Frequently Asked Questions about Skyfall

Is this really the best Bond movie since GoldenEye?

Yes. It features:

  1. Dragons
  2. Skyscrapers
  3. Freudian free-association techniques
  4. A heartwarming story about rats
  5. The beautiful blonde locks of Javier Bardem

And of course, the three Bond staples:

  1. Explosions
  2. Sexual innuendo
  3. Explosions that function as sexual innuendo

But I heard it was overrated.

Also true.

So you disagree with the fawning critics, including… yourself?

Next question.

What’s the plot?

The year: 2012. The threat: cyberterrorism. The villain: mysterious.

Only one man stands between you and your suspension of disbelief. He takes his martinis shaken, not stirred. He sleeps with some women out of strategic necessity; others, simply because he can. He is the world’s greatest hand-to-hand combatant, even though everybody he fights is exactly as talented as he is. And he does not practice defensive driving.


Yeah! At times, the events even seem to unfold in a logical sequence, although the illusion is brief.

How will Skyfall fare at the Oscars?

Who do I look like, Nate Silver?

I heard it was too dark and serious – more Batman than Bond.

First of all: That’s not a question. And second of all: Meh.

If you take it as your duty to police the sanctity of the Bond franchise, then I’m sure you’ll find plenty of violations to cite. But keep in mind that you’re patrolling on behalf of a series that has recast the lead 6 times, and whose hallowed history includes Pierce Brosnan driving an invisible car. Sure, Bond should be fun. But self-seriousness can be fun, too. And Skyfall pulls it off.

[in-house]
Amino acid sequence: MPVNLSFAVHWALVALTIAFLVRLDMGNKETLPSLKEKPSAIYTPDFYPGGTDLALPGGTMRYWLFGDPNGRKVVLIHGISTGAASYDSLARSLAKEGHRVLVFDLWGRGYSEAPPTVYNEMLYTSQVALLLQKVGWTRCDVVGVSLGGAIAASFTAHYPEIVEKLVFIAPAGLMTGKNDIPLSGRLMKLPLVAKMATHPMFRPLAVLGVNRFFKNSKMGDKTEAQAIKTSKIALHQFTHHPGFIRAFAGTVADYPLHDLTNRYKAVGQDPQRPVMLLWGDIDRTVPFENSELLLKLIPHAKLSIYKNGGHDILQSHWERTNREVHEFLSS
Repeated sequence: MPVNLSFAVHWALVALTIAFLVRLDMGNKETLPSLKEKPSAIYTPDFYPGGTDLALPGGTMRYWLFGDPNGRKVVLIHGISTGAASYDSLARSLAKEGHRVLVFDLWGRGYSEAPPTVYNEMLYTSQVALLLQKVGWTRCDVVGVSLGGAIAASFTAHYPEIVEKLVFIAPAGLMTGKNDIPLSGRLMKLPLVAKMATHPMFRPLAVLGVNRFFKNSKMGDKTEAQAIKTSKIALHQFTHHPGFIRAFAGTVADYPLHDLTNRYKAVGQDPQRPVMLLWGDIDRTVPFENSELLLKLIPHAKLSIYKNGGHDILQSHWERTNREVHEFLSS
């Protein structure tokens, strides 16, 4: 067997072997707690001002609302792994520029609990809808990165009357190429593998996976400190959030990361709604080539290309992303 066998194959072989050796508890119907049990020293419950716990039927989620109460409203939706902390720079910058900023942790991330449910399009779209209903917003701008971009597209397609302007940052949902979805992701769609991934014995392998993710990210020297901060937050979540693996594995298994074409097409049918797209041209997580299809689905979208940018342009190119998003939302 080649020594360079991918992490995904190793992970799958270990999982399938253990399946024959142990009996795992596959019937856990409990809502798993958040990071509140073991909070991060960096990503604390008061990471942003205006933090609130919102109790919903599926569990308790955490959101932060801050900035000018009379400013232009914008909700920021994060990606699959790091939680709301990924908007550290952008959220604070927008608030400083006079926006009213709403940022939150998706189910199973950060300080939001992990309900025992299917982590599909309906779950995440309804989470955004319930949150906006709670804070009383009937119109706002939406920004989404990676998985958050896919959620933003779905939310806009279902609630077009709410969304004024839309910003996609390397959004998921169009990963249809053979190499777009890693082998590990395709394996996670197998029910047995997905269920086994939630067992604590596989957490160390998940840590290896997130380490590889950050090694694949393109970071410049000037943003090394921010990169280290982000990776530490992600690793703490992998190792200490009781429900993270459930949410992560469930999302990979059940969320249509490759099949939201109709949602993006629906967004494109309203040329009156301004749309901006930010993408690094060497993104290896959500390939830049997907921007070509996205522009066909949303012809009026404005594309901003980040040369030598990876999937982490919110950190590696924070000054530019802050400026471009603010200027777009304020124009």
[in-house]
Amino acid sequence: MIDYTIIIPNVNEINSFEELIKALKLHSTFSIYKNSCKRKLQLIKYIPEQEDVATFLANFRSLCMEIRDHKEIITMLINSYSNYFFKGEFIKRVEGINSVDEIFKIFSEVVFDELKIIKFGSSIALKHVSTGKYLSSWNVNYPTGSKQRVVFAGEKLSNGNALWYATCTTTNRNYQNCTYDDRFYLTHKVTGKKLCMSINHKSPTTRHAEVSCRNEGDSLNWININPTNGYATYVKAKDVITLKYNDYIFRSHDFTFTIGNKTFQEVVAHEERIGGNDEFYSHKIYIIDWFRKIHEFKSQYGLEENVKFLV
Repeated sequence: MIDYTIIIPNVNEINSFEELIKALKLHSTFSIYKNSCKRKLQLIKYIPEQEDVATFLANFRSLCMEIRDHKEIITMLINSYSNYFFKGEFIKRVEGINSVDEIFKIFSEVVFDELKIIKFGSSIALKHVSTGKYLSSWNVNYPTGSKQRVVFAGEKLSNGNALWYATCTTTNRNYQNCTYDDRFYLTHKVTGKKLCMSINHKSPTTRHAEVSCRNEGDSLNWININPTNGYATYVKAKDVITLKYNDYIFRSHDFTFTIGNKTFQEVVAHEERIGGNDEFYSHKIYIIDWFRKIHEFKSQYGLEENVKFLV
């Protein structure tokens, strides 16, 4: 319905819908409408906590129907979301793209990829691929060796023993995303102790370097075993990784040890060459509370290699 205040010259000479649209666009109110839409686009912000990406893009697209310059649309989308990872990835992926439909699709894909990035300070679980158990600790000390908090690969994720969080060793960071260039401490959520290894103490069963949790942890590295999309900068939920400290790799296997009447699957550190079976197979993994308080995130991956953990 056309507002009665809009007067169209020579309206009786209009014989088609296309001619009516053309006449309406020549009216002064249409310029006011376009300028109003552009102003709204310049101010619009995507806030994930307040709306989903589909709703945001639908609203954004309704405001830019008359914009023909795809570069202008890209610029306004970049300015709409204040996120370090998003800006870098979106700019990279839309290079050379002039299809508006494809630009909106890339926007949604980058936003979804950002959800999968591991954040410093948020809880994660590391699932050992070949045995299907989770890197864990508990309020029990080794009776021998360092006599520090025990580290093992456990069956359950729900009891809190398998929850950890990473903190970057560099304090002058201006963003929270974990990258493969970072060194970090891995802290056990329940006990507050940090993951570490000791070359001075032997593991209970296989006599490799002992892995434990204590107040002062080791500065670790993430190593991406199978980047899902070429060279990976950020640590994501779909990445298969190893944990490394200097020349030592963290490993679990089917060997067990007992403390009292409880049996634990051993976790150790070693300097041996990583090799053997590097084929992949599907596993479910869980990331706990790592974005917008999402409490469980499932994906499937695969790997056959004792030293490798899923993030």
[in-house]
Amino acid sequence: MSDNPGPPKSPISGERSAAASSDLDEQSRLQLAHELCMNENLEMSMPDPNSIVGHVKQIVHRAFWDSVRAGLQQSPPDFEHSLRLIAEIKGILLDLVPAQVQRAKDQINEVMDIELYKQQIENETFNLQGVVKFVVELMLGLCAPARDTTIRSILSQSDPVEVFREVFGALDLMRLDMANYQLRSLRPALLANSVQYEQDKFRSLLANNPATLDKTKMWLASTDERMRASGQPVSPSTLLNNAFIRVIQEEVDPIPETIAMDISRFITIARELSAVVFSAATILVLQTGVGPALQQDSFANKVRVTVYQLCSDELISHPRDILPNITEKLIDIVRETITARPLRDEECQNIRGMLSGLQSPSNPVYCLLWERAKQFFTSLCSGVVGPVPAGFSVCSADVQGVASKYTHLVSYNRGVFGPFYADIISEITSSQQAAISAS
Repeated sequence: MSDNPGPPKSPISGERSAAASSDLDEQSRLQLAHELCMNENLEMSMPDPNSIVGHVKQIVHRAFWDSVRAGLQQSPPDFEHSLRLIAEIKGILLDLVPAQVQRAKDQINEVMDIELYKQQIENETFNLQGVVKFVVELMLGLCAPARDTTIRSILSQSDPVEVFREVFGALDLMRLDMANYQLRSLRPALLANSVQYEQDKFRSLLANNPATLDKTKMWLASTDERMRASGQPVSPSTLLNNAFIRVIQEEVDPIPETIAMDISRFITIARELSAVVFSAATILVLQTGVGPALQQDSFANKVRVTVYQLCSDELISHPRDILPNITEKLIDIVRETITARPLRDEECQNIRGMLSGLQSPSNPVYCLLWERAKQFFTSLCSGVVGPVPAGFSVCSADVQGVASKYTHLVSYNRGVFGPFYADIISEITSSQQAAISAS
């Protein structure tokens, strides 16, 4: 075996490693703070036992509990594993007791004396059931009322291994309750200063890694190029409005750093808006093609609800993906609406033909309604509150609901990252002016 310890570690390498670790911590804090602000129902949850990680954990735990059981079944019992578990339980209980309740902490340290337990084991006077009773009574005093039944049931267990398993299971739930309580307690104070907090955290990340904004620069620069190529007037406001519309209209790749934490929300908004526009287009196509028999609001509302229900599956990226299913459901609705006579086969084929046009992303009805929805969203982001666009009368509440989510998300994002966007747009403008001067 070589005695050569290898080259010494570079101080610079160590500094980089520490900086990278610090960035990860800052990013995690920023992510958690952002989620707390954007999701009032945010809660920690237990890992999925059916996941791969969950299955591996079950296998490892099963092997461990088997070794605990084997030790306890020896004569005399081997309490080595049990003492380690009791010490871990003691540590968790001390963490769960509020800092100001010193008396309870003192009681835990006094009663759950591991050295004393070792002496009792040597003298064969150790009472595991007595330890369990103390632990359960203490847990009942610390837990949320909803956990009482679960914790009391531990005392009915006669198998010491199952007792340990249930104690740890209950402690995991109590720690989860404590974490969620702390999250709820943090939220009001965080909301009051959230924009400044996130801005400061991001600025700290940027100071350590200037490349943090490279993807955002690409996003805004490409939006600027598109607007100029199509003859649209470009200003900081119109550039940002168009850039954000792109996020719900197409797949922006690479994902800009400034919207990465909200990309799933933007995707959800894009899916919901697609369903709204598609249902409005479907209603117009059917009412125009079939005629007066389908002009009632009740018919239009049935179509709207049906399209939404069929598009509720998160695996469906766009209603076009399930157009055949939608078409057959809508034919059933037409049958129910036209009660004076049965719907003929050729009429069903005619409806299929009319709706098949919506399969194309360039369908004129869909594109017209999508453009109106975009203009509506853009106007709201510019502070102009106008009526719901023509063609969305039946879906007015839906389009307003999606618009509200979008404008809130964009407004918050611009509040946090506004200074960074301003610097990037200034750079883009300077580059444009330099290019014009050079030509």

Besides, while Javier Bardem’s villain borrows some elements of the Joker, Dark Knight isn’t the right comparison. Skyfall lands closer to last year’s Mission Impossible: Ghost Protocol – a fun autumn blockbuster full of eye-candy action sequences.

Is Adele’s theme song any good?

Listen for yourself. It sounds pretty Bond to me: sweeping, dramatic, minor-keyed. Plus, she somehow manages to rhyme “fall” with “crumble.”

Okay, but really, what are its Oscar chances? I’m curious!

If you insist, they’re 6.3%.

Whoa, really?


How’s the acting?

Daniel Craig has never been better, and his face has never been craggier. Javier Bardem steals scenes, Ralph Fiennes transitions smoothly from blockbuster bad guy to blockbuster bureaucrat, and Judi Dench is, as always, Judi Dench. Overall, good.

C’mon, how’s the acting? You know what I mean.

Sigh. Go do a Google image search for “Skyfall bond girl” on your own time, dude.

At the end, how could James Bond possibly think it’s a good idea to—

Hey! No spoilers. But for the record, just remember that Bond makes all his strategic decisions by weighing only one factor: Will this make for a cool video game level?

Dude, seriously though, what are its Oscar chances?

Why do you even care?

Because obsessing over awards and accolades gives me an outlet for my hypersensitivity to status? And it’s far easier to critique the choices of the Oscar voters than to make myself vulnerable by articulating my own aesthetic sensibilities?

Well, as long as you’re clear on that.

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